Middleton instituted a common text (Integrations), a common reading assessment (pre- and post- text), and asked instructors to privilege open-ended, inquiry, problme-solving questions and responses instead of one-answer-is-right reading assessments.  Reading is assessed through writing.

Tehaha O’Reilly and Kathleen Sheehan: framework for reading assessment – “model-building” and “applied comprehension” (15) – assessment not easily accomplished in multiple choice.

consistency in this assessment was key – in course text, assessments, grading practices, teaching strategies

rely on Adler-Kassner/Estrem’s “Critical Thinking, Reading, and Writing: A View from the Field” (The Outcomes Book) and “Reading Practices in the Writing Classroom” (WPA 31 (2007))

increase in word count between pre- and post- test (more fluency, if not better summary/content)

Quotable Quotes

“If we do not recognize the role of reading, the other act of composition, in our writing programs and our field, we aren’t recognizing the complexity of our textual world” (27).

Long-range assessment: the US Air Force Academy mathematics study (instructor/student pairing, Carrell and West): “The study is a compelling one, because it points to the limits of each assessment in the context of a learner’s intellectual life and within a sequenced curriculum. We assess what we value, but that does not mean that everything we value is or can be captured.” (25)

“We would do well to remember that learning to write for a new discourse community requires learning to read for it” (12).

“Rather than an elementary activity, reading comprehension is itself a complex set of practices implied, but not usually elaborated, in our writing programs” (15)…connection to summary writing/using sources

“It is the activity of rereading and returning to the text, of referring to the text in class discussions, that we wanted to prioritize.” (16)

“Students tended to experience each reading as compartmentalized and discrete, rather than as the sequenced intellectual journey we imagined for them” (18).

 

May 28, 2009

Johnson-Eilola and Sebler, Plagiarism, Originality, Assemblage

Johnson-Eilola, Johndan and Stuart A. Selber. “Plagiarism, Originality, Assemblage.” Computers and Composition 24 (2007): 375-403.

Johnson-Eilola and Selber argue for a problem-solving view of writing as assemblage rather than a performance and product-oriented understanding of composing. They place the concept of assemblage in conversation with discussions of plagiarism and originality, both which would undervalue and even criminalize assemblage (remix, collage) writing. They show how practices of assemblage are common in other fields and contexts, like website design, architecture, blogging, and institutional and workplace writing. Writing as assemblage, a postmodern understanding of creativity, limits the ethical and legal panic over plagiarism and the sloppy, unnecessary paraphrasing and allows students to use all available resources (and acknowledge those sources) to make their argument and solve problems.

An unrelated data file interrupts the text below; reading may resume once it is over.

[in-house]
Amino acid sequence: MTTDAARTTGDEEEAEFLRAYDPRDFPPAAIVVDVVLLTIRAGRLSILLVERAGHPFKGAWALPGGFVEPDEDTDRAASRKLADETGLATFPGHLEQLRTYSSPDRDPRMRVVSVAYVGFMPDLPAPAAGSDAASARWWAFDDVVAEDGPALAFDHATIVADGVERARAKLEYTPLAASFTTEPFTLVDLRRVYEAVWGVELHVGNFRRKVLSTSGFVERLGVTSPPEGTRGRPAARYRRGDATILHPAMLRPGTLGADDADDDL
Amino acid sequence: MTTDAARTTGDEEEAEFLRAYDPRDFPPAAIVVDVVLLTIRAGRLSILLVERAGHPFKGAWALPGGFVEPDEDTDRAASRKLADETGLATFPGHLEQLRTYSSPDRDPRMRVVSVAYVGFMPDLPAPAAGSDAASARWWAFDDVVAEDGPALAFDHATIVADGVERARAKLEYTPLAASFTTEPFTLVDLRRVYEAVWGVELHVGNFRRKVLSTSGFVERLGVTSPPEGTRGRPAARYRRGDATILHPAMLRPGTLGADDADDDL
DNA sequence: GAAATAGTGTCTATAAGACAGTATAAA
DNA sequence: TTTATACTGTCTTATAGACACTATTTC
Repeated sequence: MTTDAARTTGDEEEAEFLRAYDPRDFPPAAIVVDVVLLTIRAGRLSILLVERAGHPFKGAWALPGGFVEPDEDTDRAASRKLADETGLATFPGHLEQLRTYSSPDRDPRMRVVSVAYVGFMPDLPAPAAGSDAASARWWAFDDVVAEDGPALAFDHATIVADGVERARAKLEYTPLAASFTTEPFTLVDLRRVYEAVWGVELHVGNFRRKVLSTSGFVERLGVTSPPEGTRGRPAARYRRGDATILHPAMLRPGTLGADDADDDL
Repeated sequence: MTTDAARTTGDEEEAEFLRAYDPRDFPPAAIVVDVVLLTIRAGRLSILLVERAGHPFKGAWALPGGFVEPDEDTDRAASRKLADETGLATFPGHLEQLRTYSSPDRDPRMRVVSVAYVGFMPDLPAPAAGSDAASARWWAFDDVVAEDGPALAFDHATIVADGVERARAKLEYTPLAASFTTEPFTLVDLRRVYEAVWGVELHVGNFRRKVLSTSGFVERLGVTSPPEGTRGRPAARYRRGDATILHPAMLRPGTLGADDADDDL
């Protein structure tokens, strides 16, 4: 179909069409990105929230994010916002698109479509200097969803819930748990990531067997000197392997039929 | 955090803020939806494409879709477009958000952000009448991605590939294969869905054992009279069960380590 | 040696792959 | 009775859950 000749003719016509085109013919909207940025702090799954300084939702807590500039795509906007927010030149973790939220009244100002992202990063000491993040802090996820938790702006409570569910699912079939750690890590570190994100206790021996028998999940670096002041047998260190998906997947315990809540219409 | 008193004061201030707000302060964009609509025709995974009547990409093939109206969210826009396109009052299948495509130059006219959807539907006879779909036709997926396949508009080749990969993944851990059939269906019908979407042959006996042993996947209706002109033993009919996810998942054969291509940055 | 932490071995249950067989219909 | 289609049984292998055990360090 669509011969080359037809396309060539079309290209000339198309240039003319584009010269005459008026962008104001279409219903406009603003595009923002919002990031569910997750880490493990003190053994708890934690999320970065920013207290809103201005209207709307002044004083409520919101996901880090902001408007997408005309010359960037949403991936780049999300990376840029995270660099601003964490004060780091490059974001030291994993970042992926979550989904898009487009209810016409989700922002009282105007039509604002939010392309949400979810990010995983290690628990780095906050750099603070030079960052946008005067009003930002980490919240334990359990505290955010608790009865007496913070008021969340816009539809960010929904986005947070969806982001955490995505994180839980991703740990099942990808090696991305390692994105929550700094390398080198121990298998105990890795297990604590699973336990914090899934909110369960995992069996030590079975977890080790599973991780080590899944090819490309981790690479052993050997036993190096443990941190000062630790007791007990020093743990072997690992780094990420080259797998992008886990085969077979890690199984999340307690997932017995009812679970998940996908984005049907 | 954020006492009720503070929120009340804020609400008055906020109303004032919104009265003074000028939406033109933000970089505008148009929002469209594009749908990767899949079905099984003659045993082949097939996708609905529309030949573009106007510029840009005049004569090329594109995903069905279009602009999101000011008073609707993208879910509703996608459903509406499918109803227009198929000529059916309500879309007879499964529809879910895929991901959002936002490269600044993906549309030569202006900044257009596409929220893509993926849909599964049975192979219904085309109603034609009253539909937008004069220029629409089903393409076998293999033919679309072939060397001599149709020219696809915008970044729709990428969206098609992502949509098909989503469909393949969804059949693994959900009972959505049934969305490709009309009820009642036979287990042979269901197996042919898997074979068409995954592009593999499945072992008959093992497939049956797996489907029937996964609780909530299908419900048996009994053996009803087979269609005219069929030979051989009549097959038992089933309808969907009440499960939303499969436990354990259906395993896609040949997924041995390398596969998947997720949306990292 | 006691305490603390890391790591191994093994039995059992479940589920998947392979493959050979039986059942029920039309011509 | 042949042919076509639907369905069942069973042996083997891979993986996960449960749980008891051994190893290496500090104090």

Quotable Quotes

“If we take away that hierarchy, we remove the impulse for students to lie about it. If a piece of the assemblage is valued primarily for its function rather than its place in a hierarcy, students are no longer pushed so hard to hide the citations for their sources” (400). – students are afraid to have too much of their text in quotes or cited because then it doesn’t look like their original thought is in there (even though they selected, assembled.)

“By untangling the academic function from the legal function [of citation and paraphrase], we open up assemblages and remixes to examination in terms of our academic and pedagogical goals” (399).

“What if we put the emphasis on problem-solving, originality be damned?” (380).

“creating assemblages requires the same rhetorical sophistication as any text” (391).

Notable Notes

Christopher Alexander pattern language – these design patterns are “an ongoing conversation between local and global” and “The possible rhetorical moves of a pattern language are a reservoir, drawn on by an architect to address problems in specific contexts, remixed into an assemblage. The assemblage works at the intersection of principle and concrete.” (395).

selection, choice, local context

change in assessment practices to question whether the assemblage solves problems (instead of the Romantic understanding of single original author)

students are taught this hierarchy – others’ work and words can only be used as support and are secondary to their own original thoughts

21st century remix culture is all around us

Blog at WordPress.com.